Girish Gupta

HOME

PHOTOS

VENEZUELA ECON

ONLINE

Twitter
Instagram
Facebook
LinkedIn
AngelList
Keybase
GitHub
IFTTT

BY COUNTRY

Brazil
Colombia
Cuba
Ecuador
Egypt
Guyana
Iraq
Jordan
Lebanon
Mexico
United Kingdom
Venezuela

BY MEDIUM

Text
Photo
Radio
TV/Video

BY PUBLISHER

Al Jazeera
BBC
BuzzFeed
CBC
Christian Science Monitor
CNN
Daily Mail
Datum
Ecologist
Economist Intelligence Unit
Emerging Markets
Financial Times
Foreign Policy
France 24
Fusion
GlobalPost
Guardian
Independent
La Prensa (Panama)
LatinFinance
Mancunion
Monocle
National (Abu Dhabi)
New Internationalist
New Statesman
New York Times
New Yorker
NPR
PBS
PRI
Radio France Internationale
Reuters
RTE
Sky News
Sun
Sunday Times
Telegraph
TIME
Times of London
USA Today
Vice
WLRN

ABOUT

About
CV
Contact (PGP Key)
Venezuela's role in warming Cuba - US relations
Dec. 17, 2014 — Caracas, Venezuela

Published by Christian Science Monitor

A lot of people have been getting credit for the US-Cuba breakthrough today, from Raul Castro and Barack Obama to Pope Francis and Canadian Prime Minister Stephen Harper.

But there's someone else who deserves credit for taking Cuban-US diplomatic relations to the brink of normalization, though he probably doesn't want it: Venezuelan President Nicolás Maduro.

In the late 1990s, President Maduro's predecessor Hugo Chávez launched his political career with Fidel Castro as a mentor. Mr. Chávez was a staunch friend of the Cuban revolution, joined Castro in a Latin American bloc opposed to "US imperialism," and showered his resource-poor Caribbean neighbor with oil. In exchange, Cuba dispatched doctors to tend to Venezuela's sick.

But since the death of former President Chávez nearly two years ago, Venezuela's socialist regime has looked shaky. More recently, Venezuela's revenue was slashed by the collapse of global oil prices. Unsurprisingly, Raul and Fidel have been looking to diversify their economic and diplomatic support.

Falling oil prices have “deepened Venezuela’s crisis and [are] likely to diminish a major source of support for Cuba,” says Michael Shifter, president of the Inter-American Dialogue, who is currently in Havana. He adds that Cuba's already "dire economic situation" has been exacerbated.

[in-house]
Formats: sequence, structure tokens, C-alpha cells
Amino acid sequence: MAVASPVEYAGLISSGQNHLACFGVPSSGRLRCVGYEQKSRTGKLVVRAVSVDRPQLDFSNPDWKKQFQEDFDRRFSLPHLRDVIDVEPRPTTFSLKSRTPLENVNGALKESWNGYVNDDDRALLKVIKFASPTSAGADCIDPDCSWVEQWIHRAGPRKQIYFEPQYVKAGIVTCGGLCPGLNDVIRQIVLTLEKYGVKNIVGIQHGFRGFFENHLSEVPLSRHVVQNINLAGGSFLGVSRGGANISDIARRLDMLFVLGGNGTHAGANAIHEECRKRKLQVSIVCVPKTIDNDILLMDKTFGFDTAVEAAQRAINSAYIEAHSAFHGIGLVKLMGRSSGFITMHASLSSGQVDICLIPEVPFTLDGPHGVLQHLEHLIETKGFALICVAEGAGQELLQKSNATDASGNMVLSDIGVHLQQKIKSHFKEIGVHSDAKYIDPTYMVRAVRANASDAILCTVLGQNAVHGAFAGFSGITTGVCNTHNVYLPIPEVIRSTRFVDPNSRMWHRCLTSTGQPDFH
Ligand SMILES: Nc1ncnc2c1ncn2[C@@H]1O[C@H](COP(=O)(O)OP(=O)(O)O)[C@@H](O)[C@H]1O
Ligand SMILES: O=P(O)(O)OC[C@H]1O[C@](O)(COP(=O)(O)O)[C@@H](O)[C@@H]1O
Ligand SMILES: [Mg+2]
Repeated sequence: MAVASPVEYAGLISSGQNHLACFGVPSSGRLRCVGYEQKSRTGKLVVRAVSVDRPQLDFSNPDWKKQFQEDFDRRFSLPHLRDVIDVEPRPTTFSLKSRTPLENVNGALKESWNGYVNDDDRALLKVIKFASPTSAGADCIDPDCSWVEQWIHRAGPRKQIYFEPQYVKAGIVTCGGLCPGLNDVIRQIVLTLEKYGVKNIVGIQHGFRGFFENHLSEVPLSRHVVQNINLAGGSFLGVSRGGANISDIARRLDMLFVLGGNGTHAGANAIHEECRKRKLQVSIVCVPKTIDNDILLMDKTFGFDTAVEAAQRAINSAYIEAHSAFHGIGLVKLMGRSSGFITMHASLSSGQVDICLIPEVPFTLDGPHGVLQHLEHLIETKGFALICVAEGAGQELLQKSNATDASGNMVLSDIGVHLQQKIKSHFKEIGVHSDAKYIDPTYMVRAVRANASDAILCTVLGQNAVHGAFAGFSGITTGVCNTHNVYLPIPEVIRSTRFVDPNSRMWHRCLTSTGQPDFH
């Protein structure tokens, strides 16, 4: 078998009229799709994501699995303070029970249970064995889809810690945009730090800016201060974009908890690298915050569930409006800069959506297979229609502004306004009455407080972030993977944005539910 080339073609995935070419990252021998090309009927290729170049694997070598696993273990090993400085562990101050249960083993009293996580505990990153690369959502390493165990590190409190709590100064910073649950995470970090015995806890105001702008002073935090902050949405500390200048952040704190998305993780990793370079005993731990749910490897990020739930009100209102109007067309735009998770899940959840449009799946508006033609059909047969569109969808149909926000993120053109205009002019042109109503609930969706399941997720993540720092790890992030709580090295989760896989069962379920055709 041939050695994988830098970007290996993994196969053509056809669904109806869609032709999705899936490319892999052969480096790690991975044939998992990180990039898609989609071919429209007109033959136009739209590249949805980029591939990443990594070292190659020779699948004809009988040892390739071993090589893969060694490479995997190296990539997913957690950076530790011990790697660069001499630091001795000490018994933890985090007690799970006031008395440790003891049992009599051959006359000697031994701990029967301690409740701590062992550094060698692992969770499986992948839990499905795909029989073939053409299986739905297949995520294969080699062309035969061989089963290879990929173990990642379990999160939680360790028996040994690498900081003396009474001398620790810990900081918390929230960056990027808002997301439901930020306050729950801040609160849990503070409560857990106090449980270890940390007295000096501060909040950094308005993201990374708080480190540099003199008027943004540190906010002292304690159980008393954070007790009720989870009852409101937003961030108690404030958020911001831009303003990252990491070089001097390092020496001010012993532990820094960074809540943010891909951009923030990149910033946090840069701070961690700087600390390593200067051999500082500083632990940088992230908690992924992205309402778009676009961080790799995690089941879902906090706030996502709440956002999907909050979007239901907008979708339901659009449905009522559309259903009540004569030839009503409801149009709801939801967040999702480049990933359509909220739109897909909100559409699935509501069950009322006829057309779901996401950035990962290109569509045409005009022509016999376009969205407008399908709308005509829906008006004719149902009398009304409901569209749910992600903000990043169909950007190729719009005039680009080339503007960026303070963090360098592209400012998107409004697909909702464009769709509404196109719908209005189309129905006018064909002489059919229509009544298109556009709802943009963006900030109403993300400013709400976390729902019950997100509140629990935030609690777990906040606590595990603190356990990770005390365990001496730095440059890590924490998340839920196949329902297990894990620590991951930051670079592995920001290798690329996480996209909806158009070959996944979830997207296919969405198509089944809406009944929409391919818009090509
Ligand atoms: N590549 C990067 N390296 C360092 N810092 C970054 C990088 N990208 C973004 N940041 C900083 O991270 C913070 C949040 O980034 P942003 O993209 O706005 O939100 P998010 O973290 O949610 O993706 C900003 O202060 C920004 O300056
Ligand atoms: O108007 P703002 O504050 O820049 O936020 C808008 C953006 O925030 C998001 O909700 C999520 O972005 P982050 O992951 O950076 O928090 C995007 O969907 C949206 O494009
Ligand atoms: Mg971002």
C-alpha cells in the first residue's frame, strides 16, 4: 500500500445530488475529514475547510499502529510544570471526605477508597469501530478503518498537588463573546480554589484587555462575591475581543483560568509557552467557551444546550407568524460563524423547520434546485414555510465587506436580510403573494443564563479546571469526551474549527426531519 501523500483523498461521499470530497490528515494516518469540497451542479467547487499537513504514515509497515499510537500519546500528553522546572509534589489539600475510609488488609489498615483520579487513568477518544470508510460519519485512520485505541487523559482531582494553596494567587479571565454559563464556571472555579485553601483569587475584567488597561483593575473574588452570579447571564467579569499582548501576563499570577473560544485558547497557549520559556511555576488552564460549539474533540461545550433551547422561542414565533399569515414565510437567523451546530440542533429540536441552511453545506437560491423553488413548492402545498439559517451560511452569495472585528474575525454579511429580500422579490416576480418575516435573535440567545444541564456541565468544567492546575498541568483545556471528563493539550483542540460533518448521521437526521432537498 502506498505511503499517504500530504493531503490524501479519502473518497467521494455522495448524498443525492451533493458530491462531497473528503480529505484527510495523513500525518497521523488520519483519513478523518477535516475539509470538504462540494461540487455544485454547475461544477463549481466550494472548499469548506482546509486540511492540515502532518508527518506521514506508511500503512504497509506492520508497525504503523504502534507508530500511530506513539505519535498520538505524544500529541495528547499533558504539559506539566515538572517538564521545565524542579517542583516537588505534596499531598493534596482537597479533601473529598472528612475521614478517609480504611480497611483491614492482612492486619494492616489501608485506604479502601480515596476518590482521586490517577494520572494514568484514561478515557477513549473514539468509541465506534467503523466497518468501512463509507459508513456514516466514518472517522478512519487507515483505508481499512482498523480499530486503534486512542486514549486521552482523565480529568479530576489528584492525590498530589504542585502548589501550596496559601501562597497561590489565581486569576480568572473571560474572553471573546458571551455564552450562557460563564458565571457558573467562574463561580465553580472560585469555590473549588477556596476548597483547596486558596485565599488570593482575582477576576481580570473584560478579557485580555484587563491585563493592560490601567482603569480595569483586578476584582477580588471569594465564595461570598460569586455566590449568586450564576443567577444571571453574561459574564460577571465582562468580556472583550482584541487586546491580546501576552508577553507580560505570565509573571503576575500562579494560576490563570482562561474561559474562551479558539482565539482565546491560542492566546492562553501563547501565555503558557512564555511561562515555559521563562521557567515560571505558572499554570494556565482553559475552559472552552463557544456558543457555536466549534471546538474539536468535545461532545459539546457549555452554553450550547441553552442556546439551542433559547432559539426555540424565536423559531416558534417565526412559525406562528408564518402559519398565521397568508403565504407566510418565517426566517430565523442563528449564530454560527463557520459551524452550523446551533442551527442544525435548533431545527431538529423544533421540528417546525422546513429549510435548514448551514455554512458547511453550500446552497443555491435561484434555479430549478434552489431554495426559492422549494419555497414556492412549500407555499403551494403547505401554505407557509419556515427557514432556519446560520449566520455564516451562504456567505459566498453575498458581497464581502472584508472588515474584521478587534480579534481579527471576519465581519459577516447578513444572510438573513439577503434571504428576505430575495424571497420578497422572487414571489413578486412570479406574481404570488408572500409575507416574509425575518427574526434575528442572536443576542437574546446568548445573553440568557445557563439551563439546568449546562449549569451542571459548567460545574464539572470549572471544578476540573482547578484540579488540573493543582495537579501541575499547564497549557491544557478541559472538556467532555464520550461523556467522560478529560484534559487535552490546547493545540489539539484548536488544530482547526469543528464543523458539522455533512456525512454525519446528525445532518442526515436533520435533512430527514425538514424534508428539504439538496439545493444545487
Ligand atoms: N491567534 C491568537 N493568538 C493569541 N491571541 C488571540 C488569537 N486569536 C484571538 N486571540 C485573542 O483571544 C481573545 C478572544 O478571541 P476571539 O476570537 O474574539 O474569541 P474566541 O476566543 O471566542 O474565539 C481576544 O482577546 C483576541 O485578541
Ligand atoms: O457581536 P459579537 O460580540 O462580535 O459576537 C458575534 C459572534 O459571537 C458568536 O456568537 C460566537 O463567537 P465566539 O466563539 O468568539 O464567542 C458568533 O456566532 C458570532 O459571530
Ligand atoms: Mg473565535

Economic dejá-vu?
It’s difficult to know just how much Cuba relies on Venezuelan money and oil, given both countries’ opaque governments. But estimates range from $5 billion to $15 billion a year, or around 15 percent of Cuba's GDP.

Mr. Shifter told the Christian Science Monitor in 2012 that were Chávez to lose power in Venezuela, the “impact on the Cuban economy would be enormous.”

Venezuela's Maduro, who was elected in April 2013, has approval ratings in the mid-twenties that appear unlikely to improve soon. Oil sales make up 96 percent of Venezuela foreign currency income.

The Venezuelan currency has fallen over 30 percent in the last month and annual inflation is running at more than 60 percent. Shortages of basic goods, electricity blackouts, and one of the world’s highest murder rates are adding to Maduro's woes.

Many Venezuelans are questioning subsidies for Cuba at a time of economic crisis at home, and cutting Cuba off would prove politically much easier than increasing energy prices for Venezuelans.

Cuba's leaders know how painful it is to lose a benefactor. In the early nineties, Cuba went through what was known as the Special Period after the collapse of the Soviet Union. The economy contracted 35 percent between 1989 and 1993 and oil imports decreased by 90 percent.

Food shortages were common. Some Cubans who grew up in that period, like blogger Yoani Sánchez, complain of stunted growth due to a lack of food. Cuba's economy was still struggling by the time Chávez took office in 1999, and saved the day for the Castros.

“Venezuela threw a last-minute lifeline to the Cuban government," says Christopher Sabatini, senior director of policy for the Americas Society, based in New York. Mr. Sabatini says it’s difficult to overstate the importance that Venezuela’s troubles at home have on the recent news between Cuba and the US.

Filed from
Caracas, Venezuela






More...

On Cuba's New Relationship with the US
Dec. 21, 2014


How Hugo Chavez helped bring the US and Cuba closer together
Dec. 19, 2014


How Venezuela’s Collapse Helped Thaw Cuban-American Relations
Dec. 18, 2014


Venezuela's role in warming Cuba - US relations
Dec. 17, 2014


Photos from Cuba
Sept. 3, 2013


Cuba's Journey on the Internet: There's a Long March Ahead
Aug. 14, 2013


On Cuba's Fledgling Real Estate Industry
Aug. 11, 2013


As Communist Cuba Reforms, Capitalism Slowly Takes Hold of Its Real Estate Market
Jul. 24, 2013


Cubans line up for the chance to leave
Jan. 14, 2013


Havana scraps exit visas, but most Cubans won't be going abroad
Jan. 14, 2013


Blogger gets whiff of Cuba libre as curbs on leaving island are eased
Jan. 13, 2013


Cubans can leave, but to where and with what?
Nov. 11, 2012


Outrage, disbelief over latest dissident arrests
Nov. 9, 2012


Cuban dissident blogger Yoani Sánchez talks US election
Nov. 6, 2012


Cuba cautiously dips toe into capitalism
Jun. 8, 2012








© Girish Gupta